I loved to paint Alexia; she has a very dynamic pose that I find really evocative of a rider in full flight. I deliberately didn’t stick with the green and yellow scheme of the Steelheads, instead going for a nice bright Red Riding Hood look which I think works quite nicely. The horse is meant to be some kind of undead beastie but after a bit of experimentation I couldn’t make the skin look the way I wanted so in the end it’s more like part-normal-horse and part-skeleton-horse.
Here is a second Steelhead Cannon Crew to join my Warmachine Mercenaries army. They’re FA2 so this is as many as I can field in a normal game, though I can’t think of a reason I would take a third anyway as there are only a finite number of suitable targets that I might expect to see across the table from me. There isn’t much more to say about them in the game than I said for the other crew.
I stuck with essentially the same paint scheme as the first Cannon Crew on the basis that they’re supposed to represent a professional army. I painted the shoulder pads different to make it possible to tell them apart in game when face-to-face gaming becomes possible again.
Next on the painting table: Tharn Ravager Chieftains.
Here are Lady Aiyana and Master Holt, a unit for my Warmachine Mercenaries. They’re quite interesting mechanically as they feel to me rather more like a pair of solos who have to stay near each other rather than a unit. Lady Aiyana is a spell caster whose main ability is to increase the damage done by other friendlies to a chosen victim. Master Holt is thematically her bodyguard and has some tasty gunslinger rules. I have to admit that I have never used them on the tabletop (I got the pair as part of a secondhand lot) but Joe uses them against me to great effect quite often.
I really enjoyed painting Lady Aiyana and Master Holt. I kept a single scheme of predominantly blue and yellow to tie them together visually, but gave Lady Aiyana some brightly coloured hair to emphasise her status both as unit leader in the rules and exotic adventurer in the stories. Considering the age of these sculpts they still look the part.
I dedicate this post (or at least Lady Aiyana’s part of it) to Fembruary which is being run by Alex on the excellent LeadBalloony blog.
Next on the painting table: Steelhead Cannon Crew.
Here is the Warcaster Fiona the Black. She’s part of my Mercenaries force for Warmachine; I’ve used her mainly in the Soldiers of Fortune theme force, though she fits in plenty of others. As a Warcaster she’s the most important piece in the game for me; the vulnerabilities of a chess King but with the powers of a Queen. I’ve had a lot of fun with Fiona; she can Arc spells through friendly cultists which allows her to keep her easily-killed self far away from nasty threats and her Feat is really annoying for melee armies to deal with.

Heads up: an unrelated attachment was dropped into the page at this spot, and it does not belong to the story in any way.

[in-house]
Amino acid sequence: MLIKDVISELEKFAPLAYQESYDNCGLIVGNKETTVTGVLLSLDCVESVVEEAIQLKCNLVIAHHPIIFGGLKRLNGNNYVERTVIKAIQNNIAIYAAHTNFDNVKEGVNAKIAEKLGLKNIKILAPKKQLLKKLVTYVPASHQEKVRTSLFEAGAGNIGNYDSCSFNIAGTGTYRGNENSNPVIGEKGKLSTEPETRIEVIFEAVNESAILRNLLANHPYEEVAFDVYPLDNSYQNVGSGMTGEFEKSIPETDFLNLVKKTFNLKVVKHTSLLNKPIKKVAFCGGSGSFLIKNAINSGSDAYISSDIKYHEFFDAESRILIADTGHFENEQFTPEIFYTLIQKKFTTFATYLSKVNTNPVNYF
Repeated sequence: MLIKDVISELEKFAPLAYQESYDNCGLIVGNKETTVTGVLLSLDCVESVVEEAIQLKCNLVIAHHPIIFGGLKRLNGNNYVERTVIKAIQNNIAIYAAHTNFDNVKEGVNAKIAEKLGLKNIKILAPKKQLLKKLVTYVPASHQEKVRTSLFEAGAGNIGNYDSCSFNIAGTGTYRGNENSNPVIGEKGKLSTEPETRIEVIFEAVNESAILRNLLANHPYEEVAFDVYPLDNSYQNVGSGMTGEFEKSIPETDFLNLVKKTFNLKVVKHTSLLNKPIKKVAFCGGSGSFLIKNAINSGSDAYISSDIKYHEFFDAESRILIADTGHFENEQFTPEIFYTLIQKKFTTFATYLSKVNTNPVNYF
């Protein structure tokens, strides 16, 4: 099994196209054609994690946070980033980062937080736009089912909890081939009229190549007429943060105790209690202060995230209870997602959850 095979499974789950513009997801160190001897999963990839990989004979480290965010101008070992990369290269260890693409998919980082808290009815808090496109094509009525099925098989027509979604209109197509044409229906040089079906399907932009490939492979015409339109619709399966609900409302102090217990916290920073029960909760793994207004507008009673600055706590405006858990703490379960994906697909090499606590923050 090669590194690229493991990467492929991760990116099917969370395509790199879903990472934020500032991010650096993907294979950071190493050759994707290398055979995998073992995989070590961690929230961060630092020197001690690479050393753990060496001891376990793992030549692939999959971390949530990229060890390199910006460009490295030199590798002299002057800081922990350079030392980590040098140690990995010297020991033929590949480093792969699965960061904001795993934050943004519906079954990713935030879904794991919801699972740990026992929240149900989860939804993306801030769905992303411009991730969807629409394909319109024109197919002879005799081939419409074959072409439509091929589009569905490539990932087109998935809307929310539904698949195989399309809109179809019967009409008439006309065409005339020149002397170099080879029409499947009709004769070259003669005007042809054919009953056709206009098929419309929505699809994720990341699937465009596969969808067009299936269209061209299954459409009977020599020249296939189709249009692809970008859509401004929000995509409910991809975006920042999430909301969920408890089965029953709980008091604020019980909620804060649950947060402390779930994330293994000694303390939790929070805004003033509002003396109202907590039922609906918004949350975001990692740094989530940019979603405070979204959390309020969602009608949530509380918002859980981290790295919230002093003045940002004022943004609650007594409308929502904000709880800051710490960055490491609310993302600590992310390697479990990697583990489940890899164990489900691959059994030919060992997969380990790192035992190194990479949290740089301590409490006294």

I struggled to get a paintjob that I like on Fiona. She’s depicted in the Privateer Press artwork with flaming red hair so I stuck with that approach. But her clothing tends to be shown as very dark (presumably at least in part due to her epithet) and I found it hard to bring her to life in a way that would look good at tabletop range. In the end, I kept the dark colours of her ‘normal’ clothes and went with a bright yellow on Fiona’s cloak to make her stand out well. In the end I’m not totally satisfied with the result but it’s good enough to move her out of the ‘to do’ pile.
Next on the painting table: Lady Aiyana and Master Holt.
This is a second Ghordson Driller for my Warmachine Mercenaries. I have three in my current Ossrum1 list, so hopefully I can find where I put the third kit before face-to-face gaming restarts!
I kept the paint scheme very similar to the first Driller, mixing up where I put the accent colours a little. My hope is that when they’re all on the table together it’ll look like the Warjacks have all come from the same factory but without them actually being identical. Since there are only four colours and no fiddly details, painting the Driller was a lovely simple palette-cleanser between more complex living miniatures.
Here is an Ironhead, a solo for my Mercenaries in Warmachine. She’s part of the Steelhead mercenary company and therefore is part of the Soldiers of Fortune theme force. I was slow to like Ironheads in the game but they’ve grown on me in my Fiona list for two reasons. Firstly, they have a pretty good repair ability and I often found myself with a Blockader with a crippled system so being able to fix that is very useful. Secondly, Ironheads can place models 2″, which doesn’t sound much but can be critical in a game of threat ranges like WarmaHordes. I’ve typically used it to move Dez a bit forward in turn 1 as she really loves a bit of out-of-activation movement early in the game, and then later to move a Steelhead Cannon into range of something tasty.
The miniature is a new one (I assume from the same generation as the Arcanist) and the improvements in sculpt quality from PP is noticeable compared to some of their earlier pieces. I kept the Ironhead to the same colour scheme as the rest of the Steelheads, but even without them I feel that she really suits the green and bronze look. She was pleasure to paint and I’m very pleased with the result.